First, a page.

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Computer Terms Study Guide

By
Updated on Jul 15, 2011

Practice exercises for this study guide can be found at:

Computer Terms Practice Exercises

Okay, it's time to admit it. Even though most of us can run our fingers across a keyboard at lightning speed, create instant messages and e-mail in our sleep, surf the net like pros, and write research papers on white, empty screens, the truth is that a lot of us have no idea how we're able to do this. Our computers are a mystery to us (evidenced by how quickly we go into a meltdown when they don't work right). We may use them every single day and find it difficult to imagine life without them, but most of us haven't a clue as to how they really work.

Where is cyberspace anyway? When you hit the send button, where do your words go—and how do they know how to get there? This lesson will at least give you a working knowledge of some of the most basic computer terms. Maybe they'll help you figure out what to do the next time your computer freezes or the Internet goes down. Maybe they'll just make it easier to explain to that person at tech support just what kind of technical problem you're having. Either way, good luck.

DEFINITIONS

  • bandwidth   how much data you can send through a network or modem connection, usually measured in bits per second
  • binary   a two-digit numerical system used by computers to store data and perform functions
  • browser   the program people use to access the web

[Not a window shopper. . . .]

  • cursor   an arrow on the screen that indicates either where your mouse pointer is or where the next character typed will be entered in a line of text
  • defragment   to use a simple process that cleans up all of the fragmented pieces of files left scattered on your computer's hard drive; doing this will help your computer work faster and smoother
  • domain   a group of computers that can be accessed and administered with a common set of rules
  • emoticons   text-based faces and objects that represent the writer's emotions, commonly used in e-mails and online chatting
  • firewall   limits the data that can get through and protects your computer from damage by unauthorized users; can be hardware- or software-based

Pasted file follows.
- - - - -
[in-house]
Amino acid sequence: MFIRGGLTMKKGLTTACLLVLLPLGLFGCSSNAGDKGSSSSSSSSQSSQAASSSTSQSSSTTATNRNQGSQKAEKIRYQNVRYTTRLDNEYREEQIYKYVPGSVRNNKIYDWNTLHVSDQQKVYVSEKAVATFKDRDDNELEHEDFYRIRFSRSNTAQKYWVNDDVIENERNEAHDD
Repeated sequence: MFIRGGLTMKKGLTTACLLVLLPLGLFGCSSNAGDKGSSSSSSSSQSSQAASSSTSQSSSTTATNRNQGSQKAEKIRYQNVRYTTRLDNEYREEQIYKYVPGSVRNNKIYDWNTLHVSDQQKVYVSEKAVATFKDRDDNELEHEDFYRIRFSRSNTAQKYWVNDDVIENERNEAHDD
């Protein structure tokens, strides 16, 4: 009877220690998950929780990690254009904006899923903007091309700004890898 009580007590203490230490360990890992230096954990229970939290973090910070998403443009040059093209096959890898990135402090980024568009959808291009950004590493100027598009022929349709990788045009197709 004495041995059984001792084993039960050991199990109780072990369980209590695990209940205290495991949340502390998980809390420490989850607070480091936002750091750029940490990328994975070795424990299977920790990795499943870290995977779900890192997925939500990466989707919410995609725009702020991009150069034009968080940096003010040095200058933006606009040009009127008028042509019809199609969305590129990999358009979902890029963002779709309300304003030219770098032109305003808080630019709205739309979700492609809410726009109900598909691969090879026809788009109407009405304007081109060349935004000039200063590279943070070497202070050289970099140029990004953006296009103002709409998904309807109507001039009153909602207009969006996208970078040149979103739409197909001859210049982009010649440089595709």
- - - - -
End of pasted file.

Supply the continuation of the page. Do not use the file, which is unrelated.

• firmware   a semipermanent software program or set of instructions programmed on a hardware device
  • font   a style and size of computer type, including elements such as bold or italics
  • gigabyte   a unit of data storage that equals 2 to the 30th power; a common measurement used with data storage
  • hypertext   text that links to other information, such as a URL on a site that takes you to another location
  • malware   an abbreviated term for malicious software, including viruses, worms, Trojan horses, and spyware, designed to damage a computer system
  • modem   a shortened version of modulator/demodulator; an internal or external communications device that allows one computer to connect with another and send data over telephone lines
  • netiquette   good manners used on the Internet, such as respecting other people's privacy
  • server   stores and shares information with all the computers that connect to it; can be used to access programs, files, and other information
  • spam   named after a famous meat-ish product, it refers to junk or unsolicited e-mail or other meaningless postings
  • template   a file that acts as a starting point for a new document; preformatted
  • tutorial   an interactive software program used as a learning tool to learn new skills in a step-by-step process
  • webmaster   the person in charge of maintaining a website

Practice exercises for this study guide can be found at:

Computer Terms Practice Exercises

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